“We’re doing well now” – Kingsport Joins Johnson City in Top 10 Housing Markets List | WJHL

Kingsport, Tenn. (WJHL) — The Kingsport metro area joins Johnson City in the top 10 among closely watched areas, Wall Street Journal/realtor.com Quarterly National Housing Markets Index topped by the City of Johnson in the fall.

The Kingsport Metropolitan Statistical Area (MSA) ranked seventh out of more than 300 metro housing markets in its quarterly Emerging Housing Markets Index released Wednesday. A realtor.com article showed it up from 37th in the fall.

Meanwhile, Johnson City’s MSA posted its third consecutive quarter in the top five. The quarterly index lists the top 20 markets each time. Johnson City was No. 3 in the summer, No. 1 in the fall and No. 5 in Wednesday’s rankings.

The article outlined the characteristics of the community that the latest ratings, amid a general housing market downturn nationwide, tend to favor:

“(h) Markets that offer shoppers a lower cost of living, including for homes, relatively stable real estate indices amidst a broader market in flux, and thriving local economies that are attractive, but not overcrowded.”

Moving to Kingsport Jeff Fleming is a former City Manager. He told Channel 11 News that Kingsport’s entry into the top 10 doesn’t surprise him.

“Because of what’s going on with affordability across the country, we’re looking pretty good right now,” Fleming said.

Jeff Fleming of Move to Kingsport said he wasn’t surprised that the metro area is considered one of the strongest housing markets in the country. (Photo by WJHL)

Move to Kingsport uses targeted advertising to attract people in areas where the data shows that people have already moved to Kingsport. Of the 2,204 households that moved to Kingsport from the beginning of 2020 to the end of 2022, 269 were from Florida and 216 were from California. Tennessee topped the list with 399 people, but people have moved in from every state, and Fleming said numbers from California and other outlying states are rising.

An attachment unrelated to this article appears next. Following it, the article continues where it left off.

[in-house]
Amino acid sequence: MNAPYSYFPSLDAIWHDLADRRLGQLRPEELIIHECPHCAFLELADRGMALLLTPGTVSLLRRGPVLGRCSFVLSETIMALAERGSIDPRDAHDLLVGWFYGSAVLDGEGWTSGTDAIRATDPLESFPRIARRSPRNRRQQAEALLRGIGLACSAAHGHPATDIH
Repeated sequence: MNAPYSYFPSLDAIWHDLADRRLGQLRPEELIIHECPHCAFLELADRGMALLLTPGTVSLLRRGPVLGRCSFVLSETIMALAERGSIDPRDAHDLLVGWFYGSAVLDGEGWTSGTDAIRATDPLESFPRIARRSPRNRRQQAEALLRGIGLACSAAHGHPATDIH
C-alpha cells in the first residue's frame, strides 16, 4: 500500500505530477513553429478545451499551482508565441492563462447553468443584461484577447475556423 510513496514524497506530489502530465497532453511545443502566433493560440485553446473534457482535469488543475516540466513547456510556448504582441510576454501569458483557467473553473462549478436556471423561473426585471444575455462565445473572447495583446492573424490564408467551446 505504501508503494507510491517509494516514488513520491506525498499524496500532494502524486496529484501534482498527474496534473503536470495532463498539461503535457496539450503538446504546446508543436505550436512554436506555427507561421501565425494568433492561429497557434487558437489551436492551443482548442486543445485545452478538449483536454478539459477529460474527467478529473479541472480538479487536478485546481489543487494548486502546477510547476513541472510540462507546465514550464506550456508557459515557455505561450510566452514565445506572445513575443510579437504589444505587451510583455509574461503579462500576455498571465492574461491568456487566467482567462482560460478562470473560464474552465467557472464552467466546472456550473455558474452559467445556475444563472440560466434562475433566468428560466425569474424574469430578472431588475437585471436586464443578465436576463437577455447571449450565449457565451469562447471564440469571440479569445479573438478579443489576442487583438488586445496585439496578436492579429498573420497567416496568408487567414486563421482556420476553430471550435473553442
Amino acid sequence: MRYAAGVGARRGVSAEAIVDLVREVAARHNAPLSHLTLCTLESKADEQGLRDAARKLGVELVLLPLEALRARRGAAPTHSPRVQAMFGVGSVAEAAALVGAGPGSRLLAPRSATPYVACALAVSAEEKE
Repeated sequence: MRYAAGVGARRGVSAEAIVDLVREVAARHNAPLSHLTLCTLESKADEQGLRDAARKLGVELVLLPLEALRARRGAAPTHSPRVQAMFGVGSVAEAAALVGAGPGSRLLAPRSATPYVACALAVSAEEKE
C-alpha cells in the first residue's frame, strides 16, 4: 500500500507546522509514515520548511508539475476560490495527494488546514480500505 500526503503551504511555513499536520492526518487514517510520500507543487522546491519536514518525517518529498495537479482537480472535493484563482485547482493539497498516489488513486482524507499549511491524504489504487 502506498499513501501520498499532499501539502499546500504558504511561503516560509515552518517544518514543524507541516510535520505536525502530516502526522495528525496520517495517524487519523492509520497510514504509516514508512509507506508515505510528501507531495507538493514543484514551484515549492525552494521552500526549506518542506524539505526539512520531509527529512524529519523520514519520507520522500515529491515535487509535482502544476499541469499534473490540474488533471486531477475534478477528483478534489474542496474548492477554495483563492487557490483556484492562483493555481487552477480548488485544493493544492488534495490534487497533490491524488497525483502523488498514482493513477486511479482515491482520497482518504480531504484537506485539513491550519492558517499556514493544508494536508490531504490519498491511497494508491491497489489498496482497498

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Fleming said he believes a lot of people have “reset” during the pandemic.

“They started to think about what was important to them, what they really wanted in society, and then we started trying to appeal to those things,” he said. They wanted low taxes, they wanted affordable housing, they wanted amenities, and they wanted great public schools so they didn’t have to pay for private schools. And we check a lot of those boxes.”

Thursday’s article specifically mentioned that many emerging markets are “affordable havens from rising costs,” both in terms of home prices and the cost of living. Kingsport’s median home price of $299,900 in December was 25% lower than the national average—and the article specifically called out another appeal in favor of the metro area.

Some locations like Kingsport-Bristol-Bristol and Tenn-Va. offering just over 14% savings compared to the national cost of living,” the authors write. They also note that even in a national market where sales have slowed and inventories have grown, highly rated markets were more stable and also saw prices rise above the national average.

Fleming said growth in the two metropolitan areas is as strong as he has ever seen. He said that this steady growth is something the region needs after a decade or more of stagnant to negative population growth.

If you don’t bring in people from abroad to support the economy, the economy will contract. We’re nowhere near exposed to the risk of high growth in this area.

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“We could shrink like a rust belt, we could boom 20% like Nashville and Murfreesboro, which is not sustainable in my opinion or we might be right, and that’s what I think of the Tri-Cities,” Fleming said.

The winter rankings also listed the Knoxville market at No. 14. Columbus, Ohio and Milwaukee, Wisconsin. They were the only two markets with more than a million inhabitants.

the WSJ/Realtor.com The methodology falls into two broad categories of real estate market and economic health/quality of life. Sub-indicators include real estate demand, real estate supply, and the average listing price trend for real estate.

For economy and quality of life, they include:

  • The unemployment
  • wages
  • Regional price parity
  • The share of those born abroad
  • Small trade
  • Amenities (measured in “everyday luxury” stores per capita
  • He commutes daily to work
  • Estimated actual property taxes

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